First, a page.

This misconception, among others, underscores the lack of education Internet users have about data flows, what the study calls, “…the invisible, cutting edge techniques whereby online organizations extract, manipulate, append, profile and share information about people online are part and parcel of how Web sites operate.”
While 59 percent know that Web sites collect information about them even if they don’t register, they don’t understand that data flows behind their screens invisibly connect seemingly unrelated bits about them. When presented with a common version of the way sites track, extract, and share information to make money from advertising, 85 percent of adults who go online at home said they would not accept it on even a valued site.
“Even if people have a sense that sites track them and collect individual bits of information, they simply don’t fathom how those bits can be used,” said Joseph Turow, Robert Lewis Shayon Professor of Communication at the Annenberg School for Communication of the University of Pennsylvania.
Despite strong concerns about online information privacy, 64 percent say they have never searched for information about how to protect their information on the Web, and 40 percent say that they know “almost nothing” about stopping sites from collecting information about them. Just over one-quarter (26 percent) say they know just “a little,” and only 9 percent of American adults who use the Internet at home say they know a lot.
The study, conducted through 1,200 telephone interviews during the months of February and March 2003, revealed that 95 percent agreed or agreed strongly that they should have the legal right to know everything Web sites know about them.
Rather than investigate individual site policies, most respondents believed that legislature would offer protective measures. The overwhelming majority (86 percent) believe that laws that force Web sites policies to adopt standardized privacy policies will be effective in helping them protect their information, and only 13 percent believe that the government will help them protect personal information online while not disclosing personal information without permission.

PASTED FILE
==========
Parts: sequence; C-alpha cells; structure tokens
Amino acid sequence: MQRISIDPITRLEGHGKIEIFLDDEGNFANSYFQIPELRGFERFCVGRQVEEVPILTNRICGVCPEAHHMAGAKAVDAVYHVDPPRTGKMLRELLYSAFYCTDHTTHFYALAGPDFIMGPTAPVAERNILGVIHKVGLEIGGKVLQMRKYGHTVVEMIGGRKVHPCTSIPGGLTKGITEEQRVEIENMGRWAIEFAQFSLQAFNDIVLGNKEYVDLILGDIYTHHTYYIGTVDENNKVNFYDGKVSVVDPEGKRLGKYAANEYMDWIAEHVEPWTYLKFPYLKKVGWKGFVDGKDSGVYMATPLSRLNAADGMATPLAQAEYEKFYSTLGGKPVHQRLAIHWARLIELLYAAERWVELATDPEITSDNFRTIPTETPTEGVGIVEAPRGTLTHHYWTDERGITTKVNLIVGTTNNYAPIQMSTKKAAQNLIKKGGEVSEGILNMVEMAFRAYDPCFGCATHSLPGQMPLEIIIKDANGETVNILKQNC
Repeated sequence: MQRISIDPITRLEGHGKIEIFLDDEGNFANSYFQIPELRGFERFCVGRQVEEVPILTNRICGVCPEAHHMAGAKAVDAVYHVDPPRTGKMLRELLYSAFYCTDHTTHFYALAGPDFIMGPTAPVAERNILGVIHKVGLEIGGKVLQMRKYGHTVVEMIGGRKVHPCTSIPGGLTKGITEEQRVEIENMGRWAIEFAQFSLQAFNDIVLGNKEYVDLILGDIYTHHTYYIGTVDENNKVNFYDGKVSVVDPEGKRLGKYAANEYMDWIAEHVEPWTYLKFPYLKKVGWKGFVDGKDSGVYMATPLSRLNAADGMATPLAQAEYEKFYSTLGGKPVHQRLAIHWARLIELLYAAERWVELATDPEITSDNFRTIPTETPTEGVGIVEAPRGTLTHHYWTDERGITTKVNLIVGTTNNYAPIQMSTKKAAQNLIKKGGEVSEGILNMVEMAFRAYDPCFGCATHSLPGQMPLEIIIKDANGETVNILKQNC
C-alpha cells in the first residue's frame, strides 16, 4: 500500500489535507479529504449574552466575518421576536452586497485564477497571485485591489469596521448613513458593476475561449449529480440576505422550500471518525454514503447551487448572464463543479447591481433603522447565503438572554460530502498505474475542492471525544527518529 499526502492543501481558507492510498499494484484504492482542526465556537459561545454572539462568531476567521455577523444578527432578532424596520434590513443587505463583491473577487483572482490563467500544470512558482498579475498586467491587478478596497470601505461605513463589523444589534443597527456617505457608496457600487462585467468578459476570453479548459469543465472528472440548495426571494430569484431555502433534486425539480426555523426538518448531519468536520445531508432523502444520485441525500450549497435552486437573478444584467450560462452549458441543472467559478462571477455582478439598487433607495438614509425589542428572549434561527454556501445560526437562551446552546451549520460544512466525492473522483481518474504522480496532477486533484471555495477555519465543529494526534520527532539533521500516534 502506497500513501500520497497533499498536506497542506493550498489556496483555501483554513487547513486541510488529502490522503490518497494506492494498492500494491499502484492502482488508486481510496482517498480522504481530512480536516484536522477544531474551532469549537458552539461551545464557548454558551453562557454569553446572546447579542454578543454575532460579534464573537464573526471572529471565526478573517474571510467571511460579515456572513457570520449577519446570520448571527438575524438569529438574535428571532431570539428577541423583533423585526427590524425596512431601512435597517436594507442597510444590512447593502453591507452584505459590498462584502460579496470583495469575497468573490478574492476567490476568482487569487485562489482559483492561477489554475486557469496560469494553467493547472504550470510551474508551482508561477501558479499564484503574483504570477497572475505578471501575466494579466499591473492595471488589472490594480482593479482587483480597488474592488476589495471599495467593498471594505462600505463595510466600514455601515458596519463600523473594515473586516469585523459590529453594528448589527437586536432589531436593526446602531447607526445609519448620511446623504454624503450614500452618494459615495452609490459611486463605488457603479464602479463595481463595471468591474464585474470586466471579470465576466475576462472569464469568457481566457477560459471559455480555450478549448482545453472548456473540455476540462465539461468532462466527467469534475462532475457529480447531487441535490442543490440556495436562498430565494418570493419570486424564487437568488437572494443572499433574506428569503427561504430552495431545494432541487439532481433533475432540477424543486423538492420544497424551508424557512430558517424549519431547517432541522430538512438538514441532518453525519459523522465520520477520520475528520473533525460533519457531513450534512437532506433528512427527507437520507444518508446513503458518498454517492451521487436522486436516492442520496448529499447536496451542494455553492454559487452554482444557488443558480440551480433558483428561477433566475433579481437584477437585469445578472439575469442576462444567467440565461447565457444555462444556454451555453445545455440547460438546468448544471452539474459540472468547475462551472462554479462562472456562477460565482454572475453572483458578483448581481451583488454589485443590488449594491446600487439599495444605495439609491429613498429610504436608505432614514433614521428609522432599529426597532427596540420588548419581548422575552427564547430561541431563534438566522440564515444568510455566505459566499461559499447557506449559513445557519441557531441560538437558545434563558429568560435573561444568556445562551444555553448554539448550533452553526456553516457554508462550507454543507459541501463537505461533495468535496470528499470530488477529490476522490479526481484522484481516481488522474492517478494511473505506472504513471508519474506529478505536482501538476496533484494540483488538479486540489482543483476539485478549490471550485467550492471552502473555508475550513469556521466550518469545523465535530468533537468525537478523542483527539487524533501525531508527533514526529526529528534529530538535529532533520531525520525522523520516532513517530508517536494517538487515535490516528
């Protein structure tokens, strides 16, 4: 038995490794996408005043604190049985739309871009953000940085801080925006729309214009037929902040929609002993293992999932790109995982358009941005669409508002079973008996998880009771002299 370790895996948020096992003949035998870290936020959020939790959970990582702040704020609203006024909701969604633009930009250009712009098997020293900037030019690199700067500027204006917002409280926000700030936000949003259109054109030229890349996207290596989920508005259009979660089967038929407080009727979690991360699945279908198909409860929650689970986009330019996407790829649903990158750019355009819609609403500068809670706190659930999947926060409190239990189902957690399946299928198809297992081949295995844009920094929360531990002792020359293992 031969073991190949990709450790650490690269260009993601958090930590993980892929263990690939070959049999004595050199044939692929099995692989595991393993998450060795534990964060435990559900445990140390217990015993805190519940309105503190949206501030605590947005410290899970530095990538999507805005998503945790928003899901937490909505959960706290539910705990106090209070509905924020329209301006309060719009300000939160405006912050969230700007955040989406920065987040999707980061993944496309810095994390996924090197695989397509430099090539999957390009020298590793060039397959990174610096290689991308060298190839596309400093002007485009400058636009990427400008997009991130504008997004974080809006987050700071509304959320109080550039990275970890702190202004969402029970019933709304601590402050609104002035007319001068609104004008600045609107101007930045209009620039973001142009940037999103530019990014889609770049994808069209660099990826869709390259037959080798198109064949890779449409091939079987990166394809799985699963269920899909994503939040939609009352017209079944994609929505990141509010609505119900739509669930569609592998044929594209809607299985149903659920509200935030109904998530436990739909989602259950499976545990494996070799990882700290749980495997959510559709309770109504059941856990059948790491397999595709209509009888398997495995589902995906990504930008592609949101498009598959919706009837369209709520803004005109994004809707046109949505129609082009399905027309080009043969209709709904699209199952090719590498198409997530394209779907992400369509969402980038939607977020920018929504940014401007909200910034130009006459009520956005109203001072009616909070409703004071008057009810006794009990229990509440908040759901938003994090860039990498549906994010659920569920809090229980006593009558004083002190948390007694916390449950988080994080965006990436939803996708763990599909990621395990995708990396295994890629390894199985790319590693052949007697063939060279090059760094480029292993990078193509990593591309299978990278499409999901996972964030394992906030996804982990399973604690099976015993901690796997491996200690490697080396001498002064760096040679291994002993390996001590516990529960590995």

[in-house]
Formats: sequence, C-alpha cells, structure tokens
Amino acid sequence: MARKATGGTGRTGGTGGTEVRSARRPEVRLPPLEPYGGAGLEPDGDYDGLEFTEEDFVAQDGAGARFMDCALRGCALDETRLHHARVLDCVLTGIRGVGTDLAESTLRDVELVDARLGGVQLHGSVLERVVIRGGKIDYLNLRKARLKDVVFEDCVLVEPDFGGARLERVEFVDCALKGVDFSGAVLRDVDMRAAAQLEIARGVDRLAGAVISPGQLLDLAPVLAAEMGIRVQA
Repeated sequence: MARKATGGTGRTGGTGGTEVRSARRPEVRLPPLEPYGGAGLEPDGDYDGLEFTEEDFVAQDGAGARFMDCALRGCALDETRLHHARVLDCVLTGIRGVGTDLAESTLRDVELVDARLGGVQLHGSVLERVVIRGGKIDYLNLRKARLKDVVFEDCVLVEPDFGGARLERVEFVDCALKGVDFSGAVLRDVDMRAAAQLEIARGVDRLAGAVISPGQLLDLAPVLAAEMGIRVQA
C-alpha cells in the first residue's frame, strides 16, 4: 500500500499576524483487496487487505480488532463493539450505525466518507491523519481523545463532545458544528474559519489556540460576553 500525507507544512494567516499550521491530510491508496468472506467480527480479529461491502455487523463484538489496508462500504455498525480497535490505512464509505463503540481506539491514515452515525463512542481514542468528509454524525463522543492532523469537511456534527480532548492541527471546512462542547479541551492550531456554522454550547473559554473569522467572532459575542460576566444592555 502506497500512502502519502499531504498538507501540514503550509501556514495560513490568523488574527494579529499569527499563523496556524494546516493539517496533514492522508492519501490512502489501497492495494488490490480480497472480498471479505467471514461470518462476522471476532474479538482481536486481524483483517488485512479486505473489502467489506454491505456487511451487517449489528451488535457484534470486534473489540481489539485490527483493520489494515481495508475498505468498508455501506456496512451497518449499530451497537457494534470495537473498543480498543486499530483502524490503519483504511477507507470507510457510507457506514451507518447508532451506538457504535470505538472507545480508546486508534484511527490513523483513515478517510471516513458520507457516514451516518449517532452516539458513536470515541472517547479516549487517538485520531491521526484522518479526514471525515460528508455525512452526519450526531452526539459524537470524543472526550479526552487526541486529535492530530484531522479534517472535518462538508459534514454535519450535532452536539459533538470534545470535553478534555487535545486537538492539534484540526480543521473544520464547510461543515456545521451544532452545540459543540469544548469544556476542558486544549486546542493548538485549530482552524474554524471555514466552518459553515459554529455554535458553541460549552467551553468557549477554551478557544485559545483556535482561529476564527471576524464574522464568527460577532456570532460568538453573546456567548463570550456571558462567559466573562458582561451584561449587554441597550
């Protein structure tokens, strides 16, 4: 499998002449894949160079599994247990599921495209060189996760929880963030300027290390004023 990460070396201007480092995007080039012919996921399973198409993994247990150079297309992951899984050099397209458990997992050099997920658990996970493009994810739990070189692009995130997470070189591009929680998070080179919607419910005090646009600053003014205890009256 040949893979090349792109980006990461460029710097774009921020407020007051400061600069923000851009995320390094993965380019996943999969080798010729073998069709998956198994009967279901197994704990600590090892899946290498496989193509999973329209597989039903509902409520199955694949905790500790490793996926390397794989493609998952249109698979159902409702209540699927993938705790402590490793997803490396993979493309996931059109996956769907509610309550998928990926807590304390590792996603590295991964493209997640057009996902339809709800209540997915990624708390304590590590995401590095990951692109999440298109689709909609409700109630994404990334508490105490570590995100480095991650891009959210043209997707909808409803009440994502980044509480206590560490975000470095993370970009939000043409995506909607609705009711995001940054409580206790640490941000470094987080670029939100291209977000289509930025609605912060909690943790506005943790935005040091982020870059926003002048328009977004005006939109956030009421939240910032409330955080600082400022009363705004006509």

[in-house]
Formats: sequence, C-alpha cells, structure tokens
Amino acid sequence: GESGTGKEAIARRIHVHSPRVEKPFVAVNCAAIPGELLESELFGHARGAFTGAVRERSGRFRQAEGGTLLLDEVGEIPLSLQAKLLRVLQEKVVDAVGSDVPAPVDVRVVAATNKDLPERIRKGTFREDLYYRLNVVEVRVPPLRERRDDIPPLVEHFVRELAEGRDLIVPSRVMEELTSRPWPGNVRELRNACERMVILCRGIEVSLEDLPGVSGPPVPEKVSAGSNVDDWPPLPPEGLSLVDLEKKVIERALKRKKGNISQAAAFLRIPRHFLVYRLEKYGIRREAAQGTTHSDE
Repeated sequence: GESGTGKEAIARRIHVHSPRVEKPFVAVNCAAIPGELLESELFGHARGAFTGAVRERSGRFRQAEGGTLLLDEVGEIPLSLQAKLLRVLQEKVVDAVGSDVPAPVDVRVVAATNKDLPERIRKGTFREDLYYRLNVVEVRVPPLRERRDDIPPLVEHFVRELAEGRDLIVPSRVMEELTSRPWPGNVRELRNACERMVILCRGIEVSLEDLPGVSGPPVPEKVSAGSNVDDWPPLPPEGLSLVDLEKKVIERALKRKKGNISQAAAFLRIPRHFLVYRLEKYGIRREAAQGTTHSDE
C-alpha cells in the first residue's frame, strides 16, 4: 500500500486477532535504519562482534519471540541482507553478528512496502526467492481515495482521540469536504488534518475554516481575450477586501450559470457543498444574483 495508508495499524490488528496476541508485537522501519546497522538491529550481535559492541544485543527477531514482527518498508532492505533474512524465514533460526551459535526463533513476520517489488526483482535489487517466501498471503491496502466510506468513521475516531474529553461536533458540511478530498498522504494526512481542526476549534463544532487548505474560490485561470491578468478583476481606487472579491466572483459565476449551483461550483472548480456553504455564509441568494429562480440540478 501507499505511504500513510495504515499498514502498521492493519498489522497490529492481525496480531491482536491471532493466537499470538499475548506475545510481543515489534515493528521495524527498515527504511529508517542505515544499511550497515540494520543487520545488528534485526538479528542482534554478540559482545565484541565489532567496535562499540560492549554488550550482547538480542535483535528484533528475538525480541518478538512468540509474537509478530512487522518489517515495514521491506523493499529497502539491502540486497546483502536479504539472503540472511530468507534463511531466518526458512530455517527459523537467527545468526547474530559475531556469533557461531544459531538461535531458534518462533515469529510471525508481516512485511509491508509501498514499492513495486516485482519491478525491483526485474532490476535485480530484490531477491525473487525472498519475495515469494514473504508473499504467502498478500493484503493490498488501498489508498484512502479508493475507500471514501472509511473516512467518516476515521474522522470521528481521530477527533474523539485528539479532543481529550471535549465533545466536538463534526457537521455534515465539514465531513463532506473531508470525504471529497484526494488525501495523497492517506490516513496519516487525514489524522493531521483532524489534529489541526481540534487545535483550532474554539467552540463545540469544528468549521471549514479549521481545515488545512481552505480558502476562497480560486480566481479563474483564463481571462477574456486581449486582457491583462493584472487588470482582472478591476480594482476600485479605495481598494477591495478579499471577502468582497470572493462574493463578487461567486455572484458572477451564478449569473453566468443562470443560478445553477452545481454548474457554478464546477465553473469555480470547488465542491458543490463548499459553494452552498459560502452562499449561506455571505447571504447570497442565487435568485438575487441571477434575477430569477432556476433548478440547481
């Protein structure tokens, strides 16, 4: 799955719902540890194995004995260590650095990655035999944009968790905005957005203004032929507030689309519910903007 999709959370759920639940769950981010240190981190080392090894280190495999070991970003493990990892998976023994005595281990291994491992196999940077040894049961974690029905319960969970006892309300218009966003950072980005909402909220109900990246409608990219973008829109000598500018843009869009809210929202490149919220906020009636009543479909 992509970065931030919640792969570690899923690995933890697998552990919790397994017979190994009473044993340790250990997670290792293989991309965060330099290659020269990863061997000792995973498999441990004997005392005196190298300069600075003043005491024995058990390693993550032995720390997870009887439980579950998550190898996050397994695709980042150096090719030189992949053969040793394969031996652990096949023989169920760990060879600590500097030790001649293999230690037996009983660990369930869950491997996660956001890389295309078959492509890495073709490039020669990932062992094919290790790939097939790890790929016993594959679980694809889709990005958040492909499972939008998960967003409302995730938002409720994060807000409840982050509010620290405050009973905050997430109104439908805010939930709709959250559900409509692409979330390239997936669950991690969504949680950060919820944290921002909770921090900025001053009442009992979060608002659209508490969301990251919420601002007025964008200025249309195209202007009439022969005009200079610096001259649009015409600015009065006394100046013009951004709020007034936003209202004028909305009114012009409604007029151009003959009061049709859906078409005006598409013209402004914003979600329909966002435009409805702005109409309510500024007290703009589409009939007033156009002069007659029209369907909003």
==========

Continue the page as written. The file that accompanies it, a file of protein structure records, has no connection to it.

Most were optimistic about government intervention, as 84 percent felt that a law that would give them the right to control how Web sites use and share the information would be “very” or “somewhat” effective.
Progress on privacy issues has been slow, as the results of the 2003 Online Customer Respect study of the 100 largest U.S. companies revealed that 10 percent still don’t have privacy policies posted – an unchanged percentage from the 2002 study. Also, while 71 percent of the analyzed sites used cookies [define], only 42 percent explain procedures for disabling cookies.
Using the Customer Respect Index, the study is meant to bring a qualitative and quantitative in-depth analysis and independent measure of a customer’s online experience when interacting with companies via the Internet. The highest number assigned to the index is 10.0.
|Average Privacy Index by Industry|
|Media, Entertainment, Publishing||8.3||8.7|
|Computer Hardware, Software, Services||8.2||8.2|
|Retail & Specialty Retail||8.1||7.9|
|Food, Beverage, Tobacco||7.0||6.9|
|Forest & Paper Products||7.0||8.1|
|Source: The Customer Respect Index|
|Average Transparency Index by Industry|
|Media, Entertainment, Publishing||9.2||8.3|
|Computer Hardware, Software, Services||8.5||8.8|
|Retail & Specialty Retail||8.4||8.7|
|Forest & Paper Products||7.2||9.5|
|Food, Beverage, Tobacco||6.3||6.7|
|Source: The Customer Respect Index|
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